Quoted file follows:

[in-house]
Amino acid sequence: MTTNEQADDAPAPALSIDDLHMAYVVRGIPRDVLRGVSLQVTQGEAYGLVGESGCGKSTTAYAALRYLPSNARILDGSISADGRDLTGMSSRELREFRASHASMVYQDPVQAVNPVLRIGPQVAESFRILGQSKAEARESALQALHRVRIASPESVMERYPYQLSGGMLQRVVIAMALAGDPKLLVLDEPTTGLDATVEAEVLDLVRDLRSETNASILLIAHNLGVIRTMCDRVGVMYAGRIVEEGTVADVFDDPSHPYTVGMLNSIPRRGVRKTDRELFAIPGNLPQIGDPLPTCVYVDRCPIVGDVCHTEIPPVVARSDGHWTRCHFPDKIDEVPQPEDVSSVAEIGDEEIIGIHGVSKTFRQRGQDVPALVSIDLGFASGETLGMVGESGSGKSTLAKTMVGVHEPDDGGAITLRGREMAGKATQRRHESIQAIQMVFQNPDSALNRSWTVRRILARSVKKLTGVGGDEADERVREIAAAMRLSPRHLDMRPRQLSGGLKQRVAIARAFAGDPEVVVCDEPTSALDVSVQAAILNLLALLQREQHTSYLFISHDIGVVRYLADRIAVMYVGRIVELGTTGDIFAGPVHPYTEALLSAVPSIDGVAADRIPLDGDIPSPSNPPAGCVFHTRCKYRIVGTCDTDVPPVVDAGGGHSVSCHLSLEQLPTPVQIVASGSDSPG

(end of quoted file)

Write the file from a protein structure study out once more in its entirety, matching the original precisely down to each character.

[in-house]
Amino acid sequence: MTTNEQADDAPAPALSIDDLHMAYVVRGIPRDVLRGVSLQVTQGEAYGLVGESGCGKSTTAYAALRYLPSNARILDGSISADGRDLTGMSSRELREFRASHASMVYQDPVQAVNPVLRIGPQVAESFRILGQSKAEARESALQALHRVRIASPESVMERYPYQLSGGMLQRVVIAMALAGDPKLLVLDEPTTGLDATVEAEVLDLVRDLRSETNASILLIAHNLGVIRTMCDRVGVMYAGRIVEEGTVADVFDDPSHPYTVGMLNSIPRRGVRKTDRELFAIPGNLPQIGDPLPTCVYVDRCPIVGDVCHTEIPPVVARSDGHWTRCHFPDKIDEVPQPEDVSSVAEIGDEEIIGIHGVSKTFRQRGQDVPALVSIDLGFASGETLGMVGESGSGKSTLAKTMVGVHEPDDGGAITLRGREMAGKATQRRHESIQAIQMVFQNPDSALNRSWTVRRILARSVKKLTGVGGDEADERVREIAAAMRLSPRHLDMRPRQLSGGLKQRVAIARAFAGDPEVVVCDEPTSALDVSVQAAILNLLALLQREQHTSYLFISHDIGVVRYLADRIAVMYVGRIVELGTTGDIFAGPVHPYTEALLSAVPSIDGVAADRIPLDGDIPSPSNPPAGCVFHTRCKYRIVGTCDTDVPPVVDAGGGHSVSCHLSLEQLPTPVQIVASGSDSPG